We photographed the Sundowner earlier this year at the Petersen Museum in LA, where it was
Standing solemnly on the Bonneville Salt Flats at sunset, actor Sir Anthony Hopkins uttered a classic line in one of the best motorsports films ever made: “This is sacred ground.” He effortlessly evoked speed-bike racer Bert Munro in The World’s Fastest Indian, based on “One Hell of a True Story” (as the movie’s promo poster boldly proclaimed).
Anyone who’s joined the 200-mph club can relate. Just ask Duane McKinney, who drove a ’68 stock-bodied Corvette to a record-setting 240 mph.
Leading up to this crowning achievement, McKinney set several other records as far back as the mid ’70s. What makes them all the more astonishing is that they were done in a stock-bodied passenger car. Not only that, but it was running a production-series, iron-block V-8. On gasoline. Naturally aspirated, too. And the tranny was a four-speed. All told, this feat was roughly akin to breaking the speed of sound in a wooden sailing ship—with its oars still in the water.
That’s because as sleek as the C3 looked, its aerodynamics were actually a step back from the C2, the first Corvette to have its lines refined by wind-tunnel testing. For proof, take note of an intriguing article in the May 2009 issue of Corvette Fever (formerly our sister pub before it merged with VETTE). In a comparison of the aero characteristics of every Corvette body style from C1 through C6, the Cd (coefficient of drag) of a ’70 model was found to be as bad as the C1’s, and even worse than the C2’s. So basically the ’68 body shape had only slightly better aerodynamics than a shoebox.
To be fair, these same wind-tunnel tests revealed that the addition of the tiniest rear spoiler did help produce 13.9 pounds of downforce in the rear, making the C3 the only Corvette that was able to produce negative lift numbers. (That’s not counting the C7 Stingray, which has gone through extensive aerodynamic testing, as noted in our series on this new design.)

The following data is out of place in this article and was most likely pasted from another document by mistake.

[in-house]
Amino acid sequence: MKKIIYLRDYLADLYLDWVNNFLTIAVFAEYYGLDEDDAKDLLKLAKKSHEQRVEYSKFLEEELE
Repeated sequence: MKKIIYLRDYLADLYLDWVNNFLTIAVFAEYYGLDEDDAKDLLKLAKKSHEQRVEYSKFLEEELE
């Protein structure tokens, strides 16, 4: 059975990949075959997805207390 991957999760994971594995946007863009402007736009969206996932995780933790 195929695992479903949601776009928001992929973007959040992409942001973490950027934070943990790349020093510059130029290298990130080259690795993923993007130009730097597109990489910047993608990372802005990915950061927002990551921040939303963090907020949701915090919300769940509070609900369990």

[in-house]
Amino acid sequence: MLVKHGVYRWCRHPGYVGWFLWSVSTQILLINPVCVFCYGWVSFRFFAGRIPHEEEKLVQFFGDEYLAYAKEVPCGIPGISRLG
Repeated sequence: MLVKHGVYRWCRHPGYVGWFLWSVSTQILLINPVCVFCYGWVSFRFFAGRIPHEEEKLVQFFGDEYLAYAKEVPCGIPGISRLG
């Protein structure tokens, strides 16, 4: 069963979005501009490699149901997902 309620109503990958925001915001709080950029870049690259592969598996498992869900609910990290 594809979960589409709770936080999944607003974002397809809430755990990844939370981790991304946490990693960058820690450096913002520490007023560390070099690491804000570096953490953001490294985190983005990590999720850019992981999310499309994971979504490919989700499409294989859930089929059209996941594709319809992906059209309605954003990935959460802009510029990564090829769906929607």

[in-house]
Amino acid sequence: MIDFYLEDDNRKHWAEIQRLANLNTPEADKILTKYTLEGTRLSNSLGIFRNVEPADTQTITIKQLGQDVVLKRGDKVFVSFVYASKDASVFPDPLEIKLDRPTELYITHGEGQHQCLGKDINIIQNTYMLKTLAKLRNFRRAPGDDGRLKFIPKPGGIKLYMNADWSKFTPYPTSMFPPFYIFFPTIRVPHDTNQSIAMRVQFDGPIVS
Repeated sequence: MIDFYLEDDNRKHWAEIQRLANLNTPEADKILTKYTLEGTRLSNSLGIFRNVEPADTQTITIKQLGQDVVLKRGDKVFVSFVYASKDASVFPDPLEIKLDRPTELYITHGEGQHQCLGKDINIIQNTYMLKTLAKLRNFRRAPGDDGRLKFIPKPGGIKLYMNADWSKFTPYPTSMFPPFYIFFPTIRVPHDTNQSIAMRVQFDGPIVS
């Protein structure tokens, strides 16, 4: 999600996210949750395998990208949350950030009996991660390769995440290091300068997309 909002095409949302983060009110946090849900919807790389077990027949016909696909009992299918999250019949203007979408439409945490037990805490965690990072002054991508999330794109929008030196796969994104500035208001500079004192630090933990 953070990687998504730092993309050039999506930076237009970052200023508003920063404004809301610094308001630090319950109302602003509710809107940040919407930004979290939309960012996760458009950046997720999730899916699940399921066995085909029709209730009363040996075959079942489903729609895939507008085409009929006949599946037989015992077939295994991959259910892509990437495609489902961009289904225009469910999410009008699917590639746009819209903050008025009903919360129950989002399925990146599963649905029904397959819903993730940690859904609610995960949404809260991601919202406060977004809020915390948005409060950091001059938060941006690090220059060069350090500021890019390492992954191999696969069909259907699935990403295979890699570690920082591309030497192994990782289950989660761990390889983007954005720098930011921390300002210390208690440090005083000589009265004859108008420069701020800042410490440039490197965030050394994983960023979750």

Even so, Corvette engineer Zora Arkus-Duntov wanted the Sting Ray’s replacement to be smaller, leaner, and more aerodynamic, ideally with a rear- or mid-mounted engine. Designer Bill Mitchell, on the other hand, loved to make cars look aerodynamic, without necessarily being so in reality. Ultimately, the C3’s coke-bottle curves were a victory of Mitchell over Duntov, of style over substance. And for all its failings, it also sold remarkably well.
McKinney found an unsuspecting ’68 C3 on a used-car lot in February 1975, and fellow racer Bob Kehoe drove it home, toward a much higher calling. First, those problematic aerodynamics had to be addressed before taking the car to Bonneville later that same year, where it hit 166 mph in D/GT.
Breaking through wind resistance would come down to a matter of brute force, one that required the services of a seasoned engine builder who knew more than a thing or two about hurtling over the Salt Flats at ungodly speeds—sacred ground or otherwise. But that individual would have to wait.
First, McKinney had to figure out how to avoid an unwanted takeoff from the Flats. His method was crude yet fairly effective—lead. Lots and lots of lead. Everywhere you look, under the nose, behind the seats, in the back end, he added thick, gray plates, stacked like pancakes at a VFW fundraiser. And to make sure the car wouldn’t skitter around like a shopping cart with wobbly wheels, the caster angle was increased with washers on the control-arm mounts, to a total of nine degrees.